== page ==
The escutcheons that fit my parameters had escutcheon nut size holes. 
To remedy this I selected a set of four escutcheon nuts of the proper size. 
I altered them on my lathe to give them a smooth rounded shoulder. 
In this way I also removed the striations that would allow them to be hand tightened.  

This is the motif I was after.

One of the things I must do is establish a rough-in specification for this faucet. 
I will not be installing it so I must do all in my power to help the installer to be successful. 
The valve body height is driven by the length of the spout inlet tube.  Earlier I set all of the assemblies up in a mock installation. At that time I determined the optimal height of the stem end above the faucet deck. 
Here I have temporarily fastened a wide washer to the stem. 
This will help me to see the height without tilting my tape measure. 

I should mention that I have mounted the valve body to a section of 3/4" chipboard that I sometimes use as a base for my gasket cutter. I know that it is quite flat and true. I drilled a 1-1/8" hole in it expressly for this task. 
I intend to join my threaded brass outer ring to the inner wall of the china escutcheon with epoxy putty.
In order to keep the epoxy putty from joining to the threaded inner ring it has been coated with bee's wax taken from a new toilet wax ring. The top of the chipboard has likewise been treated.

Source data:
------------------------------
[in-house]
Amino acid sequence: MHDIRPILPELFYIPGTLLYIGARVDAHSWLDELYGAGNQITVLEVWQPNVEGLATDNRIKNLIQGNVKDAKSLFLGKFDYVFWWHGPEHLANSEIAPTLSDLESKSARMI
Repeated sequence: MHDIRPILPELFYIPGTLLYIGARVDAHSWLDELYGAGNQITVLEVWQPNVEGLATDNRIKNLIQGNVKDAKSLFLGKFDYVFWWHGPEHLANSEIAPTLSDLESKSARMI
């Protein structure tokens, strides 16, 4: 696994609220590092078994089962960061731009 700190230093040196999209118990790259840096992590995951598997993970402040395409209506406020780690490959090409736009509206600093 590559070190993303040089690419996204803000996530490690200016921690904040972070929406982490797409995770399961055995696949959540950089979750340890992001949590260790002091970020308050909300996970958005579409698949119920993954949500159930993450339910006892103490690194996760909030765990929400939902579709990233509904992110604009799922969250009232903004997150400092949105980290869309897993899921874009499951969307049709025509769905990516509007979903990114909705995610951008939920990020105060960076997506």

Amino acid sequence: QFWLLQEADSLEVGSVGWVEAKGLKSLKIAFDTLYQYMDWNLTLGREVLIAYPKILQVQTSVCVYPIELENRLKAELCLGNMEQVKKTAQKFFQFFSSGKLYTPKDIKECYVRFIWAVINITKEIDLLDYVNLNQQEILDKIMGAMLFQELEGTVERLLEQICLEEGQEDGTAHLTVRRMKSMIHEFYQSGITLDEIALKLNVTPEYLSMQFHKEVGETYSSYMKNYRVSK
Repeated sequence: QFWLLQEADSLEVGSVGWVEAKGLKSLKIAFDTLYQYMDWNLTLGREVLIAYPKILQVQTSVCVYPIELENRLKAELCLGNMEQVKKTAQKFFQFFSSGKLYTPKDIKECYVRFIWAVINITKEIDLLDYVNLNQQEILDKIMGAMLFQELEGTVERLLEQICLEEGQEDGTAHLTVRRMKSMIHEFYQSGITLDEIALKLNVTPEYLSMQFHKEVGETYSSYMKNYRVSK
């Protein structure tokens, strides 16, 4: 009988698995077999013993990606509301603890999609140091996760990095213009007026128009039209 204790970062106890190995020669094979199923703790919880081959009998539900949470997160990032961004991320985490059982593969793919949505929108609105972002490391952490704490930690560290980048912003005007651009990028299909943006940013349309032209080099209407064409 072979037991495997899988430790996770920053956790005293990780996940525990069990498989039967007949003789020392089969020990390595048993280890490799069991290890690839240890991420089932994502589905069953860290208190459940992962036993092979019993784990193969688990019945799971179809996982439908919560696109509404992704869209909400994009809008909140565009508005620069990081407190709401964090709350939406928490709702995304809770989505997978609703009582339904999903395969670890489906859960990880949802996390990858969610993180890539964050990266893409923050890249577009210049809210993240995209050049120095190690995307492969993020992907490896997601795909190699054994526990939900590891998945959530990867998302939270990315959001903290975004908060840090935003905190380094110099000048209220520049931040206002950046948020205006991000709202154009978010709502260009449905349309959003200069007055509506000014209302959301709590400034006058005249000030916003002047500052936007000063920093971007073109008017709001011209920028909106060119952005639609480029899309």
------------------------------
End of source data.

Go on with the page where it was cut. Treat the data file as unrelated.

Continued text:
The wax is not featured in any of these photos.  

Because the inside of my escutcheons are glazed I used a diamond grinding bit to break the surface of the glaze. 
I am hoping this will give the epoxy putty a better grip on the escutcheon. 

The benchtop lathe was a good platform for this task. It is easier to adjust the chuck speed on it and it is a good height with lots of light and visibility for the work. This sample for the photo has not been ground. 

With the inner threaded ring waxed and the outer ring unwaxed and scuffed on the wire wheel I was ready to epoxy. 
I threaded the outer ring onto the inner ring to within 1/16" of the board.
Half a J-B Weld epoxy putty stick was enough to make a ring of putty along the outer top of the outer ring. 
I then pressed the china escutcheon down onto the putty and ring until it was flat to the board. 
It was centered when one of my smoothed escutcheon nuts could drop into place and spin freely. 
Five minutes later the joined escutcheon and ring could be threaded back away from the valve body.  

With the epoxy putty set but still soft enough to trim with a razor cutter I removed any excess putty.
After the putty was set a little harder I clear epoxied the altered escutcheon nuts to the tops of the escutcheons. 
They will never move and are threaded to nothing.  

Here it is, done and fully set. 
The stem is a two part arrangement like a gate valve and like a gate valve the stem neither rises nor falls in operation. 
The gap between the handle and the dummy escutcheon nut will remain constant. 

I had enough of these china escutcheons in stock to really cherry pick
the lot of them. I have to say that I'm quite pleased with the result.